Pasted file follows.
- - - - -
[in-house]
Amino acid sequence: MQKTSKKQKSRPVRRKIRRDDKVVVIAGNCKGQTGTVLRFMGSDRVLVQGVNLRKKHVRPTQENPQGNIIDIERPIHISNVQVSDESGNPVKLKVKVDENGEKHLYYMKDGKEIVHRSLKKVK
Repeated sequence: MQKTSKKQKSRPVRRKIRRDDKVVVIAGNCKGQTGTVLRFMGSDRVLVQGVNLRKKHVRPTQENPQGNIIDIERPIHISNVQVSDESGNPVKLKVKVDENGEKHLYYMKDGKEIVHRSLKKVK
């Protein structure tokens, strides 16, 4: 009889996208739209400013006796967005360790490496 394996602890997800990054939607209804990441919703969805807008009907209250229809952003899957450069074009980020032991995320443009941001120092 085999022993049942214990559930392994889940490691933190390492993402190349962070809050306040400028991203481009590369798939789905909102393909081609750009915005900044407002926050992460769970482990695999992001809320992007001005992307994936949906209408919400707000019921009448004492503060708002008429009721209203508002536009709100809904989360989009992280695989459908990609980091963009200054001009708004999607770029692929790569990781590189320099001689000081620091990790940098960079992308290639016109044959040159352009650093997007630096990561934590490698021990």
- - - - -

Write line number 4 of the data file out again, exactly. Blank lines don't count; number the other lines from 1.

């Protein structure tokens, strides 16, 4: 009889996208739209400013006796967005360790490496 394996602890997800990054939607209804990441919703969805807008009907209250229809952003899957450069074009980020032991995320443009941001120092 085999022993049942214990559930392994889940490691933190390492993402190349962070809050306040400028991203481009590369798939789905909102393909081609750009915005900044407002926050992460769970482990695999992001809320992007001005992307994936949906209408919400707000019921009448004492503060708002008429009721209203508002536009709100809904989360989009992280695989459908990609980091963009200054001009708004999607770029692929790569990781590189320099001689000081620091990790940098960079992308290639016109044959040159352009650093997007630096990561934590490698021990």